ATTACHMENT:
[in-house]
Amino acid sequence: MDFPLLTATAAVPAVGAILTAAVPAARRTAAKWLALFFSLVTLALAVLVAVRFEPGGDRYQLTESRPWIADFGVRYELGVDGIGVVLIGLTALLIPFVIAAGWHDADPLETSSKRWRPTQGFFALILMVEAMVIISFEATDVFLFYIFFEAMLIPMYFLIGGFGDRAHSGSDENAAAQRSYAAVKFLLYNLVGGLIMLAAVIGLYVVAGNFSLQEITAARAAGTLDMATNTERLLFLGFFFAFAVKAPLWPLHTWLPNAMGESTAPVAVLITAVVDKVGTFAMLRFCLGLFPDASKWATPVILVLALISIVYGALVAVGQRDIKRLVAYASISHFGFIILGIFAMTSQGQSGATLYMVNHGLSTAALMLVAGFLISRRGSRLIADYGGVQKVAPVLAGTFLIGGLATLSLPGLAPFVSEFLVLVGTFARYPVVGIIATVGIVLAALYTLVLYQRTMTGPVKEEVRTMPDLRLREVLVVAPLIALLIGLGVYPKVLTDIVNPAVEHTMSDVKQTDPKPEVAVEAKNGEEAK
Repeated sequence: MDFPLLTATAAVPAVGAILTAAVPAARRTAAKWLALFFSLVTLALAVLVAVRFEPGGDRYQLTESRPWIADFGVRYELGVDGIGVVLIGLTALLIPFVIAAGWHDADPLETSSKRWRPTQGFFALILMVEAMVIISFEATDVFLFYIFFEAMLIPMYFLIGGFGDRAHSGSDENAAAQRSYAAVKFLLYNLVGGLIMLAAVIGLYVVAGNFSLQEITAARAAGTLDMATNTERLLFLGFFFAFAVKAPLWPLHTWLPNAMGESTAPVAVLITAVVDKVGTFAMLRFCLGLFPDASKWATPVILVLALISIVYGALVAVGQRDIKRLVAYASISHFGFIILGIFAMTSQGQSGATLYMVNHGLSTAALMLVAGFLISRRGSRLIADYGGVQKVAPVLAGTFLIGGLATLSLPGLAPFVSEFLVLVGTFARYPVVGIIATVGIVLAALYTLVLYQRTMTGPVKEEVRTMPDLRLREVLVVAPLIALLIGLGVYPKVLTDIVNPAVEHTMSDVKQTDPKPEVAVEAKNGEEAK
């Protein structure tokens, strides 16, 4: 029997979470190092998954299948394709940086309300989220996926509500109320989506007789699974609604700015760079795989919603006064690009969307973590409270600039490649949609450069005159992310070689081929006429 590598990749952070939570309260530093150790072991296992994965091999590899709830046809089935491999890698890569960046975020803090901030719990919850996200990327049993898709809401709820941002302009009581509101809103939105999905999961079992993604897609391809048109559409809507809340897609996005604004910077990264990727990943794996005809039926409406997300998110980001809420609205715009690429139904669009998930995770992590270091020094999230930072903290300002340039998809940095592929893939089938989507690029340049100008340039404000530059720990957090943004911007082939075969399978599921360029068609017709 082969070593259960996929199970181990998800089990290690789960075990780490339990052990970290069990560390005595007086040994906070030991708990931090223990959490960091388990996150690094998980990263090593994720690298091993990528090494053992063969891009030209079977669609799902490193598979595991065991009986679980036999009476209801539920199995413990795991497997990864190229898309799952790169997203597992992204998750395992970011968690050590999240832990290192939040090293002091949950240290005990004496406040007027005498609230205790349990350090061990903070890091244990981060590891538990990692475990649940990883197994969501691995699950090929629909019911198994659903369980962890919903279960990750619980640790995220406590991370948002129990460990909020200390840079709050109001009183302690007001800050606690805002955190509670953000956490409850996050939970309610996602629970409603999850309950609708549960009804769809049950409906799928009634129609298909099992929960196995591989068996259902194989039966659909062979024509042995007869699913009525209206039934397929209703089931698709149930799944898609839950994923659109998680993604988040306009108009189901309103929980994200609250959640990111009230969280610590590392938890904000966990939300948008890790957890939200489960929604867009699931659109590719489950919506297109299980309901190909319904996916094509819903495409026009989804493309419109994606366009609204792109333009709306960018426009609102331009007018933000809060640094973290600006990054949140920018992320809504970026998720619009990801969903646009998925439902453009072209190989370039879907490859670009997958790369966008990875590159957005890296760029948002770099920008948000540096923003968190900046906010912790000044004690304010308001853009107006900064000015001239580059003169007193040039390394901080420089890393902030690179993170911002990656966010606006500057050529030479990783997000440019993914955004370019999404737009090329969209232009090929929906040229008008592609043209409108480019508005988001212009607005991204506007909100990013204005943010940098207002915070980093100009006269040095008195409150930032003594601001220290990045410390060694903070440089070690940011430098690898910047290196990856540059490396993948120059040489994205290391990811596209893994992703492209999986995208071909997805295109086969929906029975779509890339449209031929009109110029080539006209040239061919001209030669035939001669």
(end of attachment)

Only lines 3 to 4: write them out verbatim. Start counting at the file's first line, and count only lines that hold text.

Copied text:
Repeated sequence: MDFPLLTATAAVPAVGAILTAAVPAARRTAAKWLALFFSLVTLALAVLVAVRFEPGGDRYQLTESRPWIADFGVRYELGVDGIGVVLIGLTALLIPFVIAAGWHDADPLETSSKRWRPTQGFFALILMVEAMVIISFEATDVFLFYIFFEAMLIPMYFLIGGFGDRAHSGSDENAAAQRSYAAVKFLLYNLVGGLIMLAAVIGLYVVAGNFSLQEITAARAAGTLDMATNTERLLFLGFFFAFAVKAPLWPLHTWLPNAMGESTAPVAVLITAVVDKVGTFAMLRFCLGLFPDASKWATPVILVLALISIVYGALVAVGQRDIKRLVAYASISHFGFIILGIFAMTSQGQSGATLYMVNHGLSTAALMLVAGFLISRRGSRLIADYGGVQKVAPVLAGTFLIGGLATLSLPGLAPFVSEFLVLVGTFARYPVVGIIATVGIVLAALYTLVLYQRTMTGPVKEEVRTMPDLRLREVLVVAPLIALLIGLGVYPKVLTDIVNPAVEHTMSDVKQTDPKPEVAVEAKNGEEAK
């Protein structure tokens, strides 16, 4: 029997979470190092998954299948394709940086309300989220996926509500109320989506007789699974609604700015760079795989919603006064690009969307973590409270600039490649949609450069005159992310070689081929006429 590598990749952070939570309260530093150790072991296992994965091999590899709830046809089935491999890698890569960046975020803090901030719990919850996200990327049993898709809401709820941002302009009581509101809103939105999905999961079992993604897609391809048109559409809507809340897609996005604004910077990264990727990943794996005809039926409406997300998110980001809420609205715009690429139904669009998930995770992590270091020094999230930072903290300002340039998809940095592929893939089938989507690029340049100008340039404000530059720990957090943004911007082939075969399978599921360029068609017709 082969070593259960996929199970181990998800089990290690789960075990780490339990052990970290069990560390005595007086040994906070030991708990931090223990959490960091388990996150690094998980990263090593994720690298091993990528090494053992063969891009030209079977669609799902490193598979595991065991009986679980036999009476209801539920199995413990795991497997990864190229898309799952790169997203597992992204998750395992970011968690050590999240832990290192939040090293002091949950240290005990004496406040007027005498609230205790349990350090061990903070890091244990981060590891538990990692475990649940990883197994969501691995699950090929629909019911198994659903369980962890919903279960990750619980640790995220406590991370948002129990460990909020200390840079709050109001009183302690007001800050606690805002955190509670953000956490409850996050939970309610996602629970409603999850309950609708549960009804769809049950409906799928009634129609298909099992929960196995591989068996259902194989039966659909062979024509042995007869699913009525209206039934397929209703089931698709149930799944898609839950994923659109998680993604988040306009108009189901309103929980994200609250959640990111009230969280610590590392938890904000966990939300948008890790957890939200489960929604867009699931659109590719489950919506297109299980309901190909319904996916094509819903495409026009989804493309419109994606366009609204792109333009709306960018426009609102331009007018933000809060640094973290600006990054949140920018992320809504970026998720619009990801969903646009998925439902453009072209190989370039879907490859670009997958790369966008990875590159957005890296760029948002770099920008948000540096923003968190900046906010912790000044004690304010308001853009107006900064000015001239580059003169007193040039390394901080420089890393902030690179993170911002990656966010606006500057050529030479990783997000440019993914955004370019999404737009090329969209232009090929929906040229008008592609043209409108480019508005988001212009607005991204506007909100990013204005943010940098207002915070980093100009006269040095008195409150930032003594601001220290990045410390060694903070440089070690940011430098690898910047290196990856540059490396993948120059040489994205290391990811596209893994992703492209999986995208071909997805295109086969929906029975779509890339449209031929009109110029080539006209040239061919001209030669035939001669």